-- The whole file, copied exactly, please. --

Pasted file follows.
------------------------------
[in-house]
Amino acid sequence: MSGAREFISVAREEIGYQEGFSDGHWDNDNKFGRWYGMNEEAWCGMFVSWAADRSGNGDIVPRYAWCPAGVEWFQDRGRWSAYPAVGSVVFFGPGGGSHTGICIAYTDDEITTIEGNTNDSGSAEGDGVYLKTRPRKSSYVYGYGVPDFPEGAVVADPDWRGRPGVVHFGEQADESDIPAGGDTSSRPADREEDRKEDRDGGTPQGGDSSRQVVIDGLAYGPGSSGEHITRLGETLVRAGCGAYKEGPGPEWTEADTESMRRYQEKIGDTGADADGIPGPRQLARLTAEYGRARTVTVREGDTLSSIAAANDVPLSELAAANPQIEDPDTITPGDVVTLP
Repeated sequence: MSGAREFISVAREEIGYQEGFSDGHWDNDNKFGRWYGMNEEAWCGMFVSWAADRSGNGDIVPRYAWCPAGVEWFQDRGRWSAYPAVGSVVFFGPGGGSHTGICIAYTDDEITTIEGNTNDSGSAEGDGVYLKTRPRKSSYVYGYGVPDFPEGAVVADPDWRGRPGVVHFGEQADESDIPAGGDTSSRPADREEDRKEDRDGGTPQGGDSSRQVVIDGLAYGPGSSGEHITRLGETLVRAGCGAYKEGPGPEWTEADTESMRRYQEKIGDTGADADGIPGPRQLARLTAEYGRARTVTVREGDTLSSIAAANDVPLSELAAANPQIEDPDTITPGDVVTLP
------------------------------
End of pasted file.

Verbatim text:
[in-house]
Amino acid sequence: MSGAREFISVAREEIGYQEGFSDGHWDNDNKFGRWYGMNEEAWCGMFVSWAADRSGNGDIVPRYAWCPAGVEWFQDRGRWSAYPAVGSVVFFGPGGGSHTGICIAYTDDEITTIEGNTNDSGSAEGDGVYLKTRPRKSSYVYGYGVPDFPEGAVVADPDWRGRPGVVHFGEQADESDIPAGGDTSSRPADREEDRKEDRDGGTPQGGDSSRQVVIDGLAYGPGSSGEHITRLGETLVRAGCGAYKEGPGPEWTEADTESMRRYQEKIGDTGADADGIPGPRQLARLTAEYGRARTVTVREGDTLSSIAAANDVPLSELAAANPQIEDPDTITPGDVVTLP
Repeated sequence: MSGAREFISVAREEIGYQEGFSDGHWDNDNKFGRWYGMNEEAWCGMFVSWAADRSGNGDIVPRYAWCPAGVEWFQDRGRWSAYPAVGSVVFFGPGGGSHTGICIAYTDDEITTIEGNTNDSGSAEGDGVYLKTRPRKSSYVYGYGVPDFPEGAVVADPDWRGRPGVVHFGEQADESDIPAGGDTSSRPADREEDRKEDRDGGTPQGGDSSRQVVIDGLAYGPGSSGEHITRLGETLVRAGCGAYKEGPGPEWTEADTESMRRYQEKIGDTGADADGIPGPRQLARLTAEYGRARTVTVREGDTLSSIAAANDVPLSELAAANPQIEDPDTITPGDVVTLP